6

I would like to use the I as a symbol for the electrical current. How can I redefine it, so it is not interpreted as the imaginary unity?

6

I would like to use the I as a symbol for the electrical current. How can I redefine it, so it is not interpreted as the imaginary unity?

20

The short answer is *don't do it*. Really, it's just not a good idea. You can use other symbols, such as `\[CapitalIota]`

which looks almost exactly like `I`

and is entered with `Esc``I`

`Esc`.

If you're really determined you could substitute symbols using `$PreRead`

and `MakeBoxes`

but again I don't recommend it. For example:

```
MakeBoxes[I, _] := "\[ImaginaryJ]"
MakeBoxes[currentI, _] := "I"
$PreRead = # /. {"I" -> "currentI", "j" -> "I"} &;
```

I understand your recomandation Oleksandr, but what sense does it make for Mathematica to permit using j as imaginary unity (typical in electrotechnics), if I is still reserved (so not accessible to symbolise currents)? Consequently using j as imaginary unity, should permit to use I as current – Diegos – 2013-01-11T13:57:59.580

@Diegos *Mathematica* isn't set up to make those kinds of changes, perhaps unfortunately. In the long run you will almost certainly want to find alternatives to what you are describing. – Mr.Wizard – 2013-01-11T13:59:41.263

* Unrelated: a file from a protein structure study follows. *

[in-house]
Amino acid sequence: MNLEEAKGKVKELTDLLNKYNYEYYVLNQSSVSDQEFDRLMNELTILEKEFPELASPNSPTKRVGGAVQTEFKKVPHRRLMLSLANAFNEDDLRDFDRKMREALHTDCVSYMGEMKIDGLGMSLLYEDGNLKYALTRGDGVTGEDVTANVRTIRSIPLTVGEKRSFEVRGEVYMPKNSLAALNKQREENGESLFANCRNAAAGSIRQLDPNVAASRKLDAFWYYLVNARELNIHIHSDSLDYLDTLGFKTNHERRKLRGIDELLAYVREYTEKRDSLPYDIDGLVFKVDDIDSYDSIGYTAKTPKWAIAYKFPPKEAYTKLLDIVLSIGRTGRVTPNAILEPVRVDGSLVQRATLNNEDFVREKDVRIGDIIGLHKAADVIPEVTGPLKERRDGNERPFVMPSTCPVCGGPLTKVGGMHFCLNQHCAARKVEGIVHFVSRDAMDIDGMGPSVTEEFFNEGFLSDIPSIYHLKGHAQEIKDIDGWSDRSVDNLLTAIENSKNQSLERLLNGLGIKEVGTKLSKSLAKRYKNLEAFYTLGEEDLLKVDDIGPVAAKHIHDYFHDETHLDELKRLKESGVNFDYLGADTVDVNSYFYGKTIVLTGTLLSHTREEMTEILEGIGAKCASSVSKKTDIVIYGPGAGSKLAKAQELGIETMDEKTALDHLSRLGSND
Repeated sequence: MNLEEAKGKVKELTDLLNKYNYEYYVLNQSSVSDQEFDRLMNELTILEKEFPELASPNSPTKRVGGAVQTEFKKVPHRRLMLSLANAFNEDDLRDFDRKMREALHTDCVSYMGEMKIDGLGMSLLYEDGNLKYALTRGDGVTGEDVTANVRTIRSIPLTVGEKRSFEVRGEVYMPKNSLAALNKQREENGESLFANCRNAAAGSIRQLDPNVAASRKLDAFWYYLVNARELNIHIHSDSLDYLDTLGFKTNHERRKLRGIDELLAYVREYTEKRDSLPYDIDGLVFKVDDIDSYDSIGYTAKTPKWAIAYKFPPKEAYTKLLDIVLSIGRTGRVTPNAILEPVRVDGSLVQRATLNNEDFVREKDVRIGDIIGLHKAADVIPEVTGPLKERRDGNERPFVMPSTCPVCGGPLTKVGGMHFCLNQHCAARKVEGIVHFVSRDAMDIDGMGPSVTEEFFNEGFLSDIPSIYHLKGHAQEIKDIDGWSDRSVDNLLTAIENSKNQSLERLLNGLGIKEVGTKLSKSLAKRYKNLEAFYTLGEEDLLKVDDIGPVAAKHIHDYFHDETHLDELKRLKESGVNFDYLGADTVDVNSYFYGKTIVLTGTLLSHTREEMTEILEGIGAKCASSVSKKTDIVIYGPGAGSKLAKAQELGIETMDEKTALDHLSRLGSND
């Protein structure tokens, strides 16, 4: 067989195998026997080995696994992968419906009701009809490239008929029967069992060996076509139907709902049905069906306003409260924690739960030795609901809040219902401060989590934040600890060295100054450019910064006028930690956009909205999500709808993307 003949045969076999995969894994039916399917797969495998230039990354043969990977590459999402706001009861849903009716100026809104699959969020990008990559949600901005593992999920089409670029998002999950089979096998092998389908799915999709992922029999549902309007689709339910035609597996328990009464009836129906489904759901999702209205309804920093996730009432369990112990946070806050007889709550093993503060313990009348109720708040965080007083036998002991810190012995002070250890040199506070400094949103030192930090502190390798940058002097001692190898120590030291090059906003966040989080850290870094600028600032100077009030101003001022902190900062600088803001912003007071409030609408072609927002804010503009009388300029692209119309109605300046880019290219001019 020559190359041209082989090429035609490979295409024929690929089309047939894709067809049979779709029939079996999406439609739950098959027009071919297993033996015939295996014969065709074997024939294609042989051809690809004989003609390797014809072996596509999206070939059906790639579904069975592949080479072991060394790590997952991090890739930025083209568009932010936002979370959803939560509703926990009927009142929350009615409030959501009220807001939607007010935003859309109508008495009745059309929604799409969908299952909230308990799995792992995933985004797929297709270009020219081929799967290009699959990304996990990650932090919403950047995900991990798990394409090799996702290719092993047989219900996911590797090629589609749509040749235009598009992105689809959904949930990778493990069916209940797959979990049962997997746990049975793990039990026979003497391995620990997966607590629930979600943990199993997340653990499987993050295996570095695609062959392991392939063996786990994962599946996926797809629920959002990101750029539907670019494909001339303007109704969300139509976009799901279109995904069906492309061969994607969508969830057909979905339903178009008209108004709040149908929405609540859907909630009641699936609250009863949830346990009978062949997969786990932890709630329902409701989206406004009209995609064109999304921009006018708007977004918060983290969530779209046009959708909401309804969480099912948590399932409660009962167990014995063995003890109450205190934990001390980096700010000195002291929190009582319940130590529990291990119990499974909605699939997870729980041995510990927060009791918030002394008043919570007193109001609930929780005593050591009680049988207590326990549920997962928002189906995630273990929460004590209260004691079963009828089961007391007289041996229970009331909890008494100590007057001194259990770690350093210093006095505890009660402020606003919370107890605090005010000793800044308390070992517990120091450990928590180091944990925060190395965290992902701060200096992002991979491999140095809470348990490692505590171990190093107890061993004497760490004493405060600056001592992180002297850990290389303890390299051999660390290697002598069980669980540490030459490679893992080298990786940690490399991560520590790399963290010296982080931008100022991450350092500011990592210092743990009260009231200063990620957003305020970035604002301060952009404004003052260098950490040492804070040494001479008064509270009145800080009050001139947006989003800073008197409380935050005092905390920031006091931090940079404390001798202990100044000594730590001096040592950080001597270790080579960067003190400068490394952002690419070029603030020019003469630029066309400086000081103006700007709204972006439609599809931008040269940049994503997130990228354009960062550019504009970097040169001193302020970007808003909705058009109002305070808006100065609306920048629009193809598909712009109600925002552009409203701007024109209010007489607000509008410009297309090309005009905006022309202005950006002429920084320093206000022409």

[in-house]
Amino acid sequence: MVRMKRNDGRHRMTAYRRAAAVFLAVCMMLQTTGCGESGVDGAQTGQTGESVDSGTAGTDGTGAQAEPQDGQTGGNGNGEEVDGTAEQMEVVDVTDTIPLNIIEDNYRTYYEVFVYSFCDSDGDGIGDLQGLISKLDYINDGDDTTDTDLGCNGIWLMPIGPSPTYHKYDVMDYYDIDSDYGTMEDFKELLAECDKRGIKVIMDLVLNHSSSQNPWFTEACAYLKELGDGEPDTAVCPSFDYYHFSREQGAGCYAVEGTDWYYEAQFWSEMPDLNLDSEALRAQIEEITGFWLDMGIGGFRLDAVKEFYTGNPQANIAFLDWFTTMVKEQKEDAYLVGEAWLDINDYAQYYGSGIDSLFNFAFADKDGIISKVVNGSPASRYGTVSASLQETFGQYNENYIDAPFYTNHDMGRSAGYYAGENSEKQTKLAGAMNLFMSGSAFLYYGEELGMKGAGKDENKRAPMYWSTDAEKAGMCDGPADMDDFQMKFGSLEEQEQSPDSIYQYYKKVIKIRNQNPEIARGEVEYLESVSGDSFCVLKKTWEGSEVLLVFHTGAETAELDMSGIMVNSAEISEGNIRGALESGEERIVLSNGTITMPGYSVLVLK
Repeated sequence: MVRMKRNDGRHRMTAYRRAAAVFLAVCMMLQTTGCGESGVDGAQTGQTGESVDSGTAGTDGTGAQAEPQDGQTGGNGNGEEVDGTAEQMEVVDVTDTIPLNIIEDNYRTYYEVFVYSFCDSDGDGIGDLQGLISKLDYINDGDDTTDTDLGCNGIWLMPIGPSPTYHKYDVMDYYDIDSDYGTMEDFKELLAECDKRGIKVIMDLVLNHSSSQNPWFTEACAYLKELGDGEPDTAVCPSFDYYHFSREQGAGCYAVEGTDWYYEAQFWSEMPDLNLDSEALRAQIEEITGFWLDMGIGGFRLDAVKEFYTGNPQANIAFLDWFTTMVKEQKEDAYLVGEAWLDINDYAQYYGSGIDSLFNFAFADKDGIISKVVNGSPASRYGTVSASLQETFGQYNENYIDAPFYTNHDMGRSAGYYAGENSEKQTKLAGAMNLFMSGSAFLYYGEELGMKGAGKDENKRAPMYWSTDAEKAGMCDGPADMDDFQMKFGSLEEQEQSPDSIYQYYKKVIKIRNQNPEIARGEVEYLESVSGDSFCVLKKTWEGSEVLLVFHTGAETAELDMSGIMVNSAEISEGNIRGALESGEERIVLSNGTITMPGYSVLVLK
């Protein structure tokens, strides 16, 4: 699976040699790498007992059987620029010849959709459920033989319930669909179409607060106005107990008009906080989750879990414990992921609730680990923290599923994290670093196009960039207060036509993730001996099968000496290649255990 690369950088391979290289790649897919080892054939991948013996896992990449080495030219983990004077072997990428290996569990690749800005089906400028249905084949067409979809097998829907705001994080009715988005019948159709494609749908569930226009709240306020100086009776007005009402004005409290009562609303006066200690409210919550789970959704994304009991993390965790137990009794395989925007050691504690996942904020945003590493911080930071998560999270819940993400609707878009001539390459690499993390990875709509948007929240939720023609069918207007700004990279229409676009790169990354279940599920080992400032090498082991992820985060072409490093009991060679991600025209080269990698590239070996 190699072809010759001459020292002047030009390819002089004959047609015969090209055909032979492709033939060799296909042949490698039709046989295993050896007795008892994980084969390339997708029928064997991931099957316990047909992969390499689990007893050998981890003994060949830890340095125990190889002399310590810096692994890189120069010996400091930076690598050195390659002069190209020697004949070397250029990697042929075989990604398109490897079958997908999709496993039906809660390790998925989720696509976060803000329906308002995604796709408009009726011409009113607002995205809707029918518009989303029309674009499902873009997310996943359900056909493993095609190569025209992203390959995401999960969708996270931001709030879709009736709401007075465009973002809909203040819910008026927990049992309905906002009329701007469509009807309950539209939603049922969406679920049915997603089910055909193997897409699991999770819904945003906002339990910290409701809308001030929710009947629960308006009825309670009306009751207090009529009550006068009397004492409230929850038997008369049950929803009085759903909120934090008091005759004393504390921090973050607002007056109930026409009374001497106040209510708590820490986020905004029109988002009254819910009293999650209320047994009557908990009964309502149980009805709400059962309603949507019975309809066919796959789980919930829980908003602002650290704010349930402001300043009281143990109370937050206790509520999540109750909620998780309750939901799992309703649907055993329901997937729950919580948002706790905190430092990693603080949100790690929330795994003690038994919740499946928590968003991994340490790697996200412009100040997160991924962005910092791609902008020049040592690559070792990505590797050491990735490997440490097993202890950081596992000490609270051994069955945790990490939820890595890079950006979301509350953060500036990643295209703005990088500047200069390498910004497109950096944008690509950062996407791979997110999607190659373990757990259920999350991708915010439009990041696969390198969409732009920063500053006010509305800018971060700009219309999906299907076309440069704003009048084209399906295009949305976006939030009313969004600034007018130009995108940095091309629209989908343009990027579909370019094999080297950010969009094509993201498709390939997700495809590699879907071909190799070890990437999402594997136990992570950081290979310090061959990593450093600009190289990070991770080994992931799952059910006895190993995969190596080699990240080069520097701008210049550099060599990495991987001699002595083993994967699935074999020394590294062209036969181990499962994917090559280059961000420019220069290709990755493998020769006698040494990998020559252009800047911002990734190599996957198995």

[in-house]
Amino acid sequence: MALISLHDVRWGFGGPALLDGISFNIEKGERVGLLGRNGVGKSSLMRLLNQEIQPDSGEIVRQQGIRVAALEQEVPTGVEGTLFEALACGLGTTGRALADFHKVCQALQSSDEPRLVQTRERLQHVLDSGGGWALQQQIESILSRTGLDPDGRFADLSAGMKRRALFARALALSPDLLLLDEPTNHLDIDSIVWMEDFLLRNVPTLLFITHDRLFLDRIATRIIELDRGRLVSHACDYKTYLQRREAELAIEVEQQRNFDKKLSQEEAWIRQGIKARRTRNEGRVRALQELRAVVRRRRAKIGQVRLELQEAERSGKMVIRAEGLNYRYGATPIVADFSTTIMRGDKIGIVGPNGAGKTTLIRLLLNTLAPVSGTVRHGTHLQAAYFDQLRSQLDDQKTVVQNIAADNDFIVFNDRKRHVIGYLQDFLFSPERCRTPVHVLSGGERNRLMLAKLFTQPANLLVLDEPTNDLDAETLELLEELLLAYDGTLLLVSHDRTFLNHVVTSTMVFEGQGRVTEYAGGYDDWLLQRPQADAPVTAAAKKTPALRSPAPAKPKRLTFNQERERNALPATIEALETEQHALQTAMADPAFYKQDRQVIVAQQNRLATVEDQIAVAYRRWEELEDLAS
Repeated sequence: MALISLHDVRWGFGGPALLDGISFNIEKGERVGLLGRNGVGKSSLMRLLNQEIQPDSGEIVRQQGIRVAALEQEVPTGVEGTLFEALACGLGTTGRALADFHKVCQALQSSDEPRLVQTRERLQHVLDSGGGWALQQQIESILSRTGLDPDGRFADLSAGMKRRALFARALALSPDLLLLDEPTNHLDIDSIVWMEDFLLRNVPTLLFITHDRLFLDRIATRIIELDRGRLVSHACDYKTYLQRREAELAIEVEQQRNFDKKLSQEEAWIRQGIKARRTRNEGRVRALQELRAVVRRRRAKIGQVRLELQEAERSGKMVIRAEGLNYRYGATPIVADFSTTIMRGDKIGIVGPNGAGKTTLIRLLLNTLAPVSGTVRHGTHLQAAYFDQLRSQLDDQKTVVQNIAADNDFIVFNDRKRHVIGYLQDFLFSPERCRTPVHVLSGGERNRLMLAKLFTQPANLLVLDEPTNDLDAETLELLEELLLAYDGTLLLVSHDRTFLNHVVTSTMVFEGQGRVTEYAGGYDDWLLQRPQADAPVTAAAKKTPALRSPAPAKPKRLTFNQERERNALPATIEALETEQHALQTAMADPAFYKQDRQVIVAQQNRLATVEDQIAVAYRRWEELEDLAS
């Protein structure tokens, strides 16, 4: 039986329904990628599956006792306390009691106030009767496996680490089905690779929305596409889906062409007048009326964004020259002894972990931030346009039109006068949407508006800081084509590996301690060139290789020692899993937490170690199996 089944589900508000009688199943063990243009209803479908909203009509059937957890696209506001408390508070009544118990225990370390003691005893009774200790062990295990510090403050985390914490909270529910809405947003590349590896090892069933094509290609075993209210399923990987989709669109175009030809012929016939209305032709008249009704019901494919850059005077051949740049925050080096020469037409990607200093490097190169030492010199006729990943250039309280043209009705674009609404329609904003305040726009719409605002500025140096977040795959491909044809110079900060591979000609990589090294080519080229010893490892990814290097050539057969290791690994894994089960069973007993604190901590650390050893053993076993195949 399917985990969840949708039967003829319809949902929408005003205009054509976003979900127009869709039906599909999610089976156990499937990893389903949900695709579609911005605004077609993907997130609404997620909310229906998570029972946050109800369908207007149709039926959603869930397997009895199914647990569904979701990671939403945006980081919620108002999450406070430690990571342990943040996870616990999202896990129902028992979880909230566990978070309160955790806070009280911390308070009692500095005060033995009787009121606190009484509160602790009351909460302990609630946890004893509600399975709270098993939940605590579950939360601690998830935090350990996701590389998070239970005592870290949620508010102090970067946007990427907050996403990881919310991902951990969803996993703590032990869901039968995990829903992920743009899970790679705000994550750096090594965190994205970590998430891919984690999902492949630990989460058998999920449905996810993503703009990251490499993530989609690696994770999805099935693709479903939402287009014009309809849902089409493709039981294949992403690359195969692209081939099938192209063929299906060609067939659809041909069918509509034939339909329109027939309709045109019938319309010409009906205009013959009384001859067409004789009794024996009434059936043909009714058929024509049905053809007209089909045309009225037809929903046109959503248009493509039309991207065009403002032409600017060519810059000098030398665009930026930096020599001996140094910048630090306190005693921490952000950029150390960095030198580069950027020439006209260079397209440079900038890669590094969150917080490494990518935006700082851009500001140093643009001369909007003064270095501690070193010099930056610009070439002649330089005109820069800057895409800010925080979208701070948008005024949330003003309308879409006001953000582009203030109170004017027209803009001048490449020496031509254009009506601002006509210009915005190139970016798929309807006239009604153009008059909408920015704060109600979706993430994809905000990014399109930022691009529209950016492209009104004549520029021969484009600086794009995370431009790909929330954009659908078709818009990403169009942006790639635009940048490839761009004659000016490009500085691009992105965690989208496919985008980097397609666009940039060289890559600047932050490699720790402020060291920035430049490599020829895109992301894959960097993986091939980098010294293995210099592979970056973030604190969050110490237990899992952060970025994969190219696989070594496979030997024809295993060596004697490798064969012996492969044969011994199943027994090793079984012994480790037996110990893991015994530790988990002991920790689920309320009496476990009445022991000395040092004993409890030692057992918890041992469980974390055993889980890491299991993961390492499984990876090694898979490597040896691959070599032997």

1Thank you anyways, I will use capital iota in this case. But it would certainly be an improvement, if in a future time one could replace predefined symbols for one's own computations: something like a "local redefinition bracket". – Diegos – 2013-01-11T14:09:20.457

@Diegos I added an example to my answer that may interest you. When you say "local redefinition bracket" do you mean something like Leonid used here? That is possible.

– Mr.Wizard – 2013-01-11T14:14:40.010
I thought you guys used J or j? – cormullion – 2013-01-11T13:47:06.600

13I would strongly recommend against doing so since complex numbers are fundamental in

Mathematica. Instead, you should use some other symbol, which you can easily make print as "I" if you so wish. – Oleksandr R. – 2013-01-11T13:49:21.137Yes, we use j for the imaginary unit, and i and I for currents. But if I use I for a current, mathematica interprets it as the imaginary unity. So, how can I get Mathematica to interpret I as my own symbol instead of the imaginary Unit? – Diegos – 2013-01-11T13:54:23.990

1@Diegos Do you find using

`\[CapitalIota]`

unacceptable? If youreallywant to use raw`I`

I'll show you how, but using it is against my better judgement. – Mr.Wizard – 2013-01-11T13:55:38.353Thank you, I will use capital iota – Diegos – 2013-01-11T14:17:35.747

Mathematica is a programming language, and therefore it has constraints on the notation you can use. It is much more flexible in this regard than other languages, but it still has a precise syntax that you need to follow. You'll have to adapt to it instead of trying to force it to adapt to you, otherwise you're just asking for trouble. – Szabolcs – 2013-04-13T16:48:26.523

I would do it like this:

`Module[{I}, (*Stuff with I*) ]`

. – swish – 2013-04-13T23:23:58.560